Trigger Warning: This birth story discusses trauma, topics discussed include forceps delivery, pelvic organ prolapse, and mental health struggles. If you are seeking support for your birth trauma, you may wish to contact our Peer Support Service.
As a first-time mum Erin experienced a 4th degree tear, something that hadn’t been spoken about in her ante-natal support classes. Left in the dark on how to recover from her injury Erin sought solace in online support groups where she was able to connect with other women that had experienced 3rd and 4th degree tears. Here she recounts her journey to healing after a 4th degree tear and her decision to have a second birth where she could feel in control.
I had my first baby in October 2020; year one of the COVID-19 pandemic. Being pregnant during the COVID-19 pandemic was lonely, and stressful. These feelings were only amplified following the birth of my son.
Within 2 hours of arriving at hospital, (I was 9cm dilated and experienced a silent labour up until this point), my son arrived. The first thing I said was “wow, that is a lot of blood”. Within minutes the room was filled with staff, all trying to find the source of the bleeding. I can still remember the excruciating pain of them pressing down on my stomach making my uterus contract to help rule out one theory. I was soon taken to theatre “for better light” where I was put under a general anaesthetic. When I woke up in recovery alone, I was told I sustained a fourth-degree tear and post-partum haemorrhage, losing 1.6L of blood. At the time I didn’t understand the gravity of the situation, but over time hearing other women’s stories and undertaking my own research, I am so grateful to have had my son in a well resourced hospital.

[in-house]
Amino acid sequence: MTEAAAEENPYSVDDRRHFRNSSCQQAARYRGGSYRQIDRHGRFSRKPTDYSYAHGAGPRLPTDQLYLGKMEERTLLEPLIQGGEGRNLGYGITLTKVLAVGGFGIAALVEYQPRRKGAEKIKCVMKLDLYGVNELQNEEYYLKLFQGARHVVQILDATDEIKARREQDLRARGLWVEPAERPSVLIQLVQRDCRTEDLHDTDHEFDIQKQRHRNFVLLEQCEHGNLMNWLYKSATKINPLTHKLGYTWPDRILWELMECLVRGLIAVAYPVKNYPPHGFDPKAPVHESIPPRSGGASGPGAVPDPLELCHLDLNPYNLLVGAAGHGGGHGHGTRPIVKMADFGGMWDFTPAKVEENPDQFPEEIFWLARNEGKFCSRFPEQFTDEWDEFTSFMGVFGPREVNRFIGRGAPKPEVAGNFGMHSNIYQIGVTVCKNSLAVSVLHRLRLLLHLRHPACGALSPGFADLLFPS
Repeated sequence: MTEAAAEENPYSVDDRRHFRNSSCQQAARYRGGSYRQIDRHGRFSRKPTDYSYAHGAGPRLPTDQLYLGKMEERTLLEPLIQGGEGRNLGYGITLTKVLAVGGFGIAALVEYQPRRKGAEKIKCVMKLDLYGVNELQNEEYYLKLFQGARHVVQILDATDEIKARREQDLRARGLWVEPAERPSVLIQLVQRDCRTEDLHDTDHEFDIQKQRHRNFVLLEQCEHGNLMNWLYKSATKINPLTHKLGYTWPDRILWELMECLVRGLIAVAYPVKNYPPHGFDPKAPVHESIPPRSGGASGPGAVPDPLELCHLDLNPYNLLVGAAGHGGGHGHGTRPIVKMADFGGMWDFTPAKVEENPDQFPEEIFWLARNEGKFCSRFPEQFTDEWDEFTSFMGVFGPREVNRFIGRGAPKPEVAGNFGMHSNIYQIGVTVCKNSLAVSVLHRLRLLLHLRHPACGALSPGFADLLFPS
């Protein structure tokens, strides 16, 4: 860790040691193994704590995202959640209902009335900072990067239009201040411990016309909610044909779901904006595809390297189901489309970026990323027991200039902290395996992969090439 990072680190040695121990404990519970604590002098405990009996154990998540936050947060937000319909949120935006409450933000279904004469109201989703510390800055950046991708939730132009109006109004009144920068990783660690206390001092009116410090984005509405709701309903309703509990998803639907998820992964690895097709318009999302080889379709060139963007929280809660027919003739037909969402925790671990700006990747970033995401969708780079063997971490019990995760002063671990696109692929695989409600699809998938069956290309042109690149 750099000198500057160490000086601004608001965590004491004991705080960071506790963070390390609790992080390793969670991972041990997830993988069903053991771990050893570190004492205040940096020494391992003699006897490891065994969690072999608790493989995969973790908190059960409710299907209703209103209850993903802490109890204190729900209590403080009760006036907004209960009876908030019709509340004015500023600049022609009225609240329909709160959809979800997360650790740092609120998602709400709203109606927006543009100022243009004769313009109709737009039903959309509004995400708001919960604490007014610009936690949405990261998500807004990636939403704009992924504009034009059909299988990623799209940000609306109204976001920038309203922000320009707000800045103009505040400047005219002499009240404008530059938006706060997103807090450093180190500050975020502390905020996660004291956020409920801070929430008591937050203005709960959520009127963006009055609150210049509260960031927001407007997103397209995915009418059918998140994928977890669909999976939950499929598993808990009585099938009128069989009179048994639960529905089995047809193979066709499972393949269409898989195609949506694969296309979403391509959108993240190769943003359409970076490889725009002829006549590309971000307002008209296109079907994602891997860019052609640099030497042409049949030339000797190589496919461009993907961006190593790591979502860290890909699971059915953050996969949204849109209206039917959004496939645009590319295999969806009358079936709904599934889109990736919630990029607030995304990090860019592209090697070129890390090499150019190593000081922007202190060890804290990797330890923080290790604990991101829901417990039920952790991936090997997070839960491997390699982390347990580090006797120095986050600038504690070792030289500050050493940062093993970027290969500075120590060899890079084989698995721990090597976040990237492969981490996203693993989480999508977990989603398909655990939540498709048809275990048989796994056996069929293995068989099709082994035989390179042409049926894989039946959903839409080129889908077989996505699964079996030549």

Initially it was hard to find resources on how to recover from a fourth-degree tear, I didn’t know anyone who had experienced it, and it wasn’t something spoken about in our ante-natal support. The support seemed to only prepare us for the birth itself, not recovery or the fourth trimester. This only amplified my feelings of loneliness. I eventually found an online support group with other women who had experienced a third or fourth degree tear. Reading their posts made me feel less alone, and helped me understand what had happened to me. It was in this group an article was shared about incontinence following childbirth. I shared it on my personal page, and I openly discussed the shame and struggles I was feeling. In this same post I asked other women to talk about their experiences, still today I receive messages from women sharing similar stories. This was powerful, and it is why I continue to talk openly about what happened to me, because I don’t any woman to feel how I felt; which was completely alone.
I first heard the word trauma in the hospital, but at the time it didn’t feel traumatic because I was reminded I had a healthy child, I had nothing to compare it too and I was still in the safety net of the hospital setting. At my 6-week post-partum appointment, I had been told I had healed and could resume normal activities. I remember bursting into tears, I felt far from healed. I knew then I wasn’t ok with what had happened to me. I may have recovered physically from my fourth-degree tear, but it was the mental scars that remained.